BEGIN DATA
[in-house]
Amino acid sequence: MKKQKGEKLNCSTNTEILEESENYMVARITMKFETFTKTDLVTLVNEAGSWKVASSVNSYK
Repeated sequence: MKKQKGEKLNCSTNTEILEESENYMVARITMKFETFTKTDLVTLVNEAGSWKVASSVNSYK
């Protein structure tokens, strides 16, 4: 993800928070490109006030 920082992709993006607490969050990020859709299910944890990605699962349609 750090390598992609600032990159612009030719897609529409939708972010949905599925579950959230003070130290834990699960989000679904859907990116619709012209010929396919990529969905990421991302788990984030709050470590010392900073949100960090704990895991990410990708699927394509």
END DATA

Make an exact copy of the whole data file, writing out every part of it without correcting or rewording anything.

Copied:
[in-house]
Amino acid sequence: MKKQKGEKLNCSTNTEILEESENYMVARITMKFETFTKTDLVTLVNEAGSWKVASSVNSYK
Repeated sequence: MKKQKGEKLNCSTNTEILEESENYMVARITMKFETFTKTDLVTLVNEAGSWKVASSVNSYK
């Protein structure tokens, strides 16, 4: 993800928070490109006030 920082992709993006607490969050990020859709299910944890990605699962349609 750090390598992609600032990159612009030719897609529409939708972010949905599925579950959230003070130290834990699960989000679904859907990116619709012209010929396919990529969905990421991302788990984030709050470590010392900073949100960090704990895991990410990708699927394509």